Book Review: Whiteout by Jessica Goodfellow
In 1967, the Wilcox Expedition set out to climb Denali. During their mountain journey, a wild 10-day storm with winds up to 300 MPH engulfed the twelve climbers on the highest peak in North America. Tragically, only 5 of the 12 climbers survived the unexpected ordeal. One of the climbers lost on the mountain was Steve Taylor (August 22, 1944 – July 1967), the 22-year-old uncle of Jessica Goodfellow.
Taylor’s final moments on the mountain will never be known or understood – what makes it worse is that his body has never been recovered. He is a 22-year-old forever lost on the mountain. Despite the fact that Goodfellow was only a toddler when this tragedy occurred, it obviously left traumatizing scars and created generational turmoil that still haunts her and her family. Whiteout by Jessica Goodfellow is a collection of poetry that details her and her family’s mourning over the loss of their beloved family member.
In Whiteout, Goodfellow explores her emotions and feelings of having lost a family member to the power of Mother Nature. Throughout her poetic manuscript, Goodfellow dives into the topics of loss, nature, and more. Whiteout is a deeply moving book that will strike home with anyone who has ever lost someone in the mountains.
Whiteout is not the typical type of book that we review on MountainJourney.com, but we made an exception for Whiteout by Jessica Goodfellow. As mountain enthusiasts, we have dedicated our lives to working, living, and playing in the mountains. No matter what, the mountains are always bigger, stronger, and more powerful than we are. When we choose to climb big peaks, explore remote ranges, or ski steep couloirs we must accept certain risks to both ourselves and the people that we could ultimately leave behind.
“What we do not know about a missing loved one becomes all that we know”. – T.S. Eliot
Like many mountain enthusiasts, we have lost friends, acquaintances, and heroes in mountain accidents. System failures, avalanches, falls, and disappearances happen in the mountain playgrounds of the world. It’s always tragic and never expected.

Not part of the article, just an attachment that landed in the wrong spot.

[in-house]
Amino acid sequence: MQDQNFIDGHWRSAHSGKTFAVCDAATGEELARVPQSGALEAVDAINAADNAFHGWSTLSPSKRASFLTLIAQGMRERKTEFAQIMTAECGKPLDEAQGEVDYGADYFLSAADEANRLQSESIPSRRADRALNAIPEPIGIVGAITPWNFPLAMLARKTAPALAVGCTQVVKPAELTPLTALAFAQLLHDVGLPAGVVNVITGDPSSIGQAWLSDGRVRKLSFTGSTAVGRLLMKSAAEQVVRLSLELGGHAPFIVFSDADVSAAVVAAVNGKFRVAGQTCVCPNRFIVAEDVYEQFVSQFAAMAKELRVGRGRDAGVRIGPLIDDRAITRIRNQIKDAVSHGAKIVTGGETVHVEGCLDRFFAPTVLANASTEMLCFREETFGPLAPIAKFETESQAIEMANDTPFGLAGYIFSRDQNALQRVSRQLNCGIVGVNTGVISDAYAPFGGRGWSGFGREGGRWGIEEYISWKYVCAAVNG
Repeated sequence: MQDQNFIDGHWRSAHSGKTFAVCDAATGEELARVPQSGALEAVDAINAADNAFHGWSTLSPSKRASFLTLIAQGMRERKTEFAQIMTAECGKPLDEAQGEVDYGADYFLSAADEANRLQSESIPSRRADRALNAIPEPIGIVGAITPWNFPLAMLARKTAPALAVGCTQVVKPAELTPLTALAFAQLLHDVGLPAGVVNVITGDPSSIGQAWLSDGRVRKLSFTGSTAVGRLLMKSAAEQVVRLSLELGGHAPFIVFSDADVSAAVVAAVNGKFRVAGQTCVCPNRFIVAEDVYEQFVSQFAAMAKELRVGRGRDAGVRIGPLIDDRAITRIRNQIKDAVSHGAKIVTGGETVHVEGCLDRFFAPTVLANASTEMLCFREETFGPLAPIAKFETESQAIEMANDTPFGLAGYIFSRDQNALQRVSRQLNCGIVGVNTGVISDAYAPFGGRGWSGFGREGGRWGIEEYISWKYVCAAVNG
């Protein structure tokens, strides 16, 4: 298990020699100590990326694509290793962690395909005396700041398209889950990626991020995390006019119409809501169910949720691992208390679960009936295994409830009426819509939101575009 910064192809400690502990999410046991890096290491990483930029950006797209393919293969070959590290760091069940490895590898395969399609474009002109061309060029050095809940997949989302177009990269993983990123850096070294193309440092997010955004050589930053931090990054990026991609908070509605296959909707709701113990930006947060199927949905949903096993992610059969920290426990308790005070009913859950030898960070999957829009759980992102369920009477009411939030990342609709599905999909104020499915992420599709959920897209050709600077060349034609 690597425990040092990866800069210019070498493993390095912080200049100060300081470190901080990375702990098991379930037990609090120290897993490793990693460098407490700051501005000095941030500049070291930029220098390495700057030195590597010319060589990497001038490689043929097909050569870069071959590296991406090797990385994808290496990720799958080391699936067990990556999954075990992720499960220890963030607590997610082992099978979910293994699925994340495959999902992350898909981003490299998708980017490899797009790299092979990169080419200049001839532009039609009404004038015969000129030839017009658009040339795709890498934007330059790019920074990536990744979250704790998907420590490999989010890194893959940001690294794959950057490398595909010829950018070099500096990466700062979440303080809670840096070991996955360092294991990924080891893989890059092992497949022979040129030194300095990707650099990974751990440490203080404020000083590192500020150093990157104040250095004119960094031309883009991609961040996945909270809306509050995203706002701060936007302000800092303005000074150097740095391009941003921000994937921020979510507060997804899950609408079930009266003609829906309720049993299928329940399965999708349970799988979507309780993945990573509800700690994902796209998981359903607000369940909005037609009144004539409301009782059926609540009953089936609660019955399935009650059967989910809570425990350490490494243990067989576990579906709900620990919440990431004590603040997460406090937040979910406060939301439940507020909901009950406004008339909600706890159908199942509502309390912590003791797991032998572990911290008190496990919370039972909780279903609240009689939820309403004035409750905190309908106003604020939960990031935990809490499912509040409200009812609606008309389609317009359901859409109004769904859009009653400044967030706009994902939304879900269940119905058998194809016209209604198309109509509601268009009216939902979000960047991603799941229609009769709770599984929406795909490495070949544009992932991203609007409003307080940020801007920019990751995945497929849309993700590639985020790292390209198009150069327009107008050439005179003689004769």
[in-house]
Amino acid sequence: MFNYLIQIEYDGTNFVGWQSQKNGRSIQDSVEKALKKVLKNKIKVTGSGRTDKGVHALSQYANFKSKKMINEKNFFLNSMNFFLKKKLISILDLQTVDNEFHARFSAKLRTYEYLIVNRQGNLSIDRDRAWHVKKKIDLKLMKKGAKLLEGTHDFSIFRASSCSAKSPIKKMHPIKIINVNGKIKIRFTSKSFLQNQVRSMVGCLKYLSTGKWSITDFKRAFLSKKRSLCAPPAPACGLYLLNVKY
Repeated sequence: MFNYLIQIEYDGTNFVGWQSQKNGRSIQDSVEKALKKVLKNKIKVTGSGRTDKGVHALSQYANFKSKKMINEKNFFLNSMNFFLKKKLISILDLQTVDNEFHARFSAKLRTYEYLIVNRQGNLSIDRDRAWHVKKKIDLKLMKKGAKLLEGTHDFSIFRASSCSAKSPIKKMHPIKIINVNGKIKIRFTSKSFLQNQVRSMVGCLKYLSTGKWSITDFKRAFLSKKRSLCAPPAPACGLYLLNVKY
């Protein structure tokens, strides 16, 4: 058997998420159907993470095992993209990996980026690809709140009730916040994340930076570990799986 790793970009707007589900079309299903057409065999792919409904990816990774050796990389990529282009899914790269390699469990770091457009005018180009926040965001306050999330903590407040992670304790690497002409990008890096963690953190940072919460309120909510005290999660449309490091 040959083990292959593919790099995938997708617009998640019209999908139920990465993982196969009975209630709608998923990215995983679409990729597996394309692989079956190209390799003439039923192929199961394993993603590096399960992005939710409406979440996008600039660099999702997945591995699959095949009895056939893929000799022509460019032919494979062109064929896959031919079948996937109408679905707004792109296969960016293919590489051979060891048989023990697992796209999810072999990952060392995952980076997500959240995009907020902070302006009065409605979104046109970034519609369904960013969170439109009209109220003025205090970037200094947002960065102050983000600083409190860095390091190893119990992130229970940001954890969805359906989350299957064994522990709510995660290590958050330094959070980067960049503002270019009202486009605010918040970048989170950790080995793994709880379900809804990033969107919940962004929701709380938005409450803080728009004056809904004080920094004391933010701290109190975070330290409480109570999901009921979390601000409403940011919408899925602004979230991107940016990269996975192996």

Dealing with this sort of loss will change your perspective on life, and sadly it is something you must deal with. Take a minute to think how much more difficult this situation would be if the person was never found? It’s an unimaginably hard situation that we hope you never have to face.
For anyone who has ever lost someone in the mountains, Whiteout is a book that you need to read. While it focuses on the loss of Goodfellow’s uncle, it also explores the way we mourn for the people who we have lost. Even if you can’t relate to Goodfellow’s exact situation, this book will still hit home. Every reader will react differently to each poem. Some that we read multiple times included Morphology, Uncalcuable, 22, and Nine Views On Denali. Which one’s speak to you? Goodfellow does an excellent job of expressing the way she feels about her situation. Her poems will certainly move you too.
Goodfellow has written several books that you can learn more about on Amazon.com. The University Of Alaska Press published Whiteout in 2017. Goodfellow completed her research of Whiteout as a writer-in-residence at Denali National Park and Preserve. Learn more about Jessica Goodfellow at JessicaGoodfellow.com.
For more reading on the tragic 1967 Wilcox expedition, read Denali’s Howl by Andy Hall.
Disclaimer: Jessica Goodfellow sent us a copy of Whiteout to review.
Buy your copy of Whiteout by Jessica Goodfellow on Amazon.com: